Figures released by the semi-governmental Japan National Tourist Organization show inbound travelers for 2002 up by 9.8 percent, to 5,238,672. But as of June this year, year-on-year tourist numbers had fallen 3.1 percent. Measured against the World Tourist Organization's estimated tourist arrivals for the top five most popular destinations--France, Spain, the US, Italy and China--which measure their arrivals in the tens of millions (France brings in nearly 77 million tourists a year), Japan's numbers are truly grim.
SARS and the Iraq war have decimated tourism across Asia, but the impact has been magnified in Japan, already considered one of the world's least desirable places to take a vacation. Long before the scourge hit Hong Kong, tourists had sidestepped Japan, branded too expensive, too remote and too difficult to navigate, since English is rarely used or understood outside of Tokyo.
Travel writer Margaret Price was hired to test the English ability of receptionists at provincial hotels, and the results were predictably disastrous. "At major hotels there's no problem. When it got down to the smaller establishments you'd just love people to come to, when I tried to make a booking, there was hesitancy and even unintentional rudeness [on behalf of the clerks]."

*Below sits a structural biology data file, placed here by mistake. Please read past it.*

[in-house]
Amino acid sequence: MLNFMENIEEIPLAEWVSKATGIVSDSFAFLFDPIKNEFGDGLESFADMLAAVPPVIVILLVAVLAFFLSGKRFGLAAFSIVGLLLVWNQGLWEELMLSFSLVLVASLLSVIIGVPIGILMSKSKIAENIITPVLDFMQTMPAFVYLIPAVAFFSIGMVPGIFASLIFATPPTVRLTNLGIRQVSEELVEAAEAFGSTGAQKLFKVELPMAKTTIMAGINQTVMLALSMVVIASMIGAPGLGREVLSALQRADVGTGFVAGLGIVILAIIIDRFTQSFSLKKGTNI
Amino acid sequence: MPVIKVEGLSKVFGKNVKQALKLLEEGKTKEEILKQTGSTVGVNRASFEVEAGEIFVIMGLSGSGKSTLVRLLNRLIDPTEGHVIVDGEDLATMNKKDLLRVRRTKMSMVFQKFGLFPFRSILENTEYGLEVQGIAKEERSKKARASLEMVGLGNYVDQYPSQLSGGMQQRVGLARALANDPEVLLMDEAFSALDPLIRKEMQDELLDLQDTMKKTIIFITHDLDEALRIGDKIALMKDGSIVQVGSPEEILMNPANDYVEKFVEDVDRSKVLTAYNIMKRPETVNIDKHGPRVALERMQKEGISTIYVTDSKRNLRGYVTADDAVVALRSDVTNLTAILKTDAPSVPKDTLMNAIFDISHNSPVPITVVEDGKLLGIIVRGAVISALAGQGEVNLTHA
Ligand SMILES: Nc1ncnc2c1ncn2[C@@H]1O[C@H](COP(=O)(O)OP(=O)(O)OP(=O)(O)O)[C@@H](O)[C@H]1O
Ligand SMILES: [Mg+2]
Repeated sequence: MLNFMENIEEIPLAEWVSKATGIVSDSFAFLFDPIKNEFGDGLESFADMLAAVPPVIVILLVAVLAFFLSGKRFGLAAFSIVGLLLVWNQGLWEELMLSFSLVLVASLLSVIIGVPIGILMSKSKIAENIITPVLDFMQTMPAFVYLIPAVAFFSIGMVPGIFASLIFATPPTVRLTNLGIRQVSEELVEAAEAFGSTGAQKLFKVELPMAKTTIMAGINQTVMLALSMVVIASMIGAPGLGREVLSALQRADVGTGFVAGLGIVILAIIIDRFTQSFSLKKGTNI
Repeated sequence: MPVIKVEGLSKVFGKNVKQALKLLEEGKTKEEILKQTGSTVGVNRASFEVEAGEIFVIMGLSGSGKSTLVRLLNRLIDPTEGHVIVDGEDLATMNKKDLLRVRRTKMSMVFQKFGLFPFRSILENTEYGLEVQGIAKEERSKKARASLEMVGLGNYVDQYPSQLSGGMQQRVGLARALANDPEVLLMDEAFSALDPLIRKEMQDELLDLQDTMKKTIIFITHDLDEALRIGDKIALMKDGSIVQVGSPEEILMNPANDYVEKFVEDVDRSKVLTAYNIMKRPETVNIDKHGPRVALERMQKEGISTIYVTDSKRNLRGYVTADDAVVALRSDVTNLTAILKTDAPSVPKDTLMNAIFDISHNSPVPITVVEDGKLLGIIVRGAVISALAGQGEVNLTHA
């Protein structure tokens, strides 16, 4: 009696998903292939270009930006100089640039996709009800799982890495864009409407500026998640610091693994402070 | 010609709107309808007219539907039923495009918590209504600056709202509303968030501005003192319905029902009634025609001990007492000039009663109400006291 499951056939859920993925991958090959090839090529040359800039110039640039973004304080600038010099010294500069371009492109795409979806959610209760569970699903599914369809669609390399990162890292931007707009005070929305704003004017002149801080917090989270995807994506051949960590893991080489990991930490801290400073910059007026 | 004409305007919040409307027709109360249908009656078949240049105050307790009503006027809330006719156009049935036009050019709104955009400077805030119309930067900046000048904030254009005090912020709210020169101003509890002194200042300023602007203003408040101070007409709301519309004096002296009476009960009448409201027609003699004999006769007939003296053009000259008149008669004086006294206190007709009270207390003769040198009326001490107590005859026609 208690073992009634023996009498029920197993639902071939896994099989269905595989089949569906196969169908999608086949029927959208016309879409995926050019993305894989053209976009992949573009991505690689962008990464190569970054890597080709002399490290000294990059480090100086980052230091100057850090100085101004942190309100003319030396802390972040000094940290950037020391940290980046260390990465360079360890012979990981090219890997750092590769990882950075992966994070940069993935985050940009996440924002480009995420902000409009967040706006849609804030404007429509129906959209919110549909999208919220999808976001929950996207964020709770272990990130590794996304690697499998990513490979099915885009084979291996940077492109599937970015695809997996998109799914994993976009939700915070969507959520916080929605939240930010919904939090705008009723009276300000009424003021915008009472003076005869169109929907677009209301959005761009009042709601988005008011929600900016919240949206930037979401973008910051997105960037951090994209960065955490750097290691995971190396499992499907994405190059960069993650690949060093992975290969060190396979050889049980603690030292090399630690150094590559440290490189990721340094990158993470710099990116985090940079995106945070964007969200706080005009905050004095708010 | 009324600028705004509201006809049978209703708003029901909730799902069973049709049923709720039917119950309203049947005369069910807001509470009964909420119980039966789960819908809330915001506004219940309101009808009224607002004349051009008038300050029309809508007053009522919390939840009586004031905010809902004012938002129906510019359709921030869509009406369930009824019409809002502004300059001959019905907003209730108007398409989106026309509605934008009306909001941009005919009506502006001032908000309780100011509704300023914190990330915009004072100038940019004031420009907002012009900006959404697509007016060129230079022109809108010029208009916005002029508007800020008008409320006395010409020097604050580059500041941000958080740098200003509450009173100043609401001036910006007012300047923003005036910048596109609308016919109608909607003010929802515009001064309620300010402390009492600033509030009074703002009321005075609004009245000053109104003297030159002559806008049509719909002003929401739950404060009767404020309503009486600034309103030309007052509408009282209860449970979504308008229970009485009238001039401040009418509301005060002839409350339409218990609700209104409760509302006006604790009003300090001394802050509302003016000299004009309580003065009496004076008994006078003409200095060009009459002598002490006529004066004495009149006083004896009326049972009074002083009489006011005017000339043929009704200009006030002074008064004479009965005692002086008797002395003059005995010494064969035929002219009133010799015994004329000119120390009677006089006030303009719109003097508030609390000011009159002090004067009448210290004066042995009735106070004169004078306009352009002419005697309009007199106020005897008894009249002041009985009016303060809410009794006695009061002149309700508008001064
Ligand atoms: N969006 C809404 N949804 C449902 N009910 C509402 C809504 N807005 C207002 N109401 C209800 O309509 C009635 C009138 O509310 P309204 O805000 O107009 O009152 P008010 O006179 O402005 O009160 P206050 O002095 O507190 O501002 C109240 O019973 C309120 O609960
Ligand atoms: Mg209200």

That's why, even in good years, only about 5 million travelers visit Japan annually, a paltry number even compared to the average for much smaller or much poorer countries such as Poland or Macau. Although deflation has made travel here much more affordable in recent years, denting basic prices, tourism experts say the word hasn't gotten out to foreign tourists.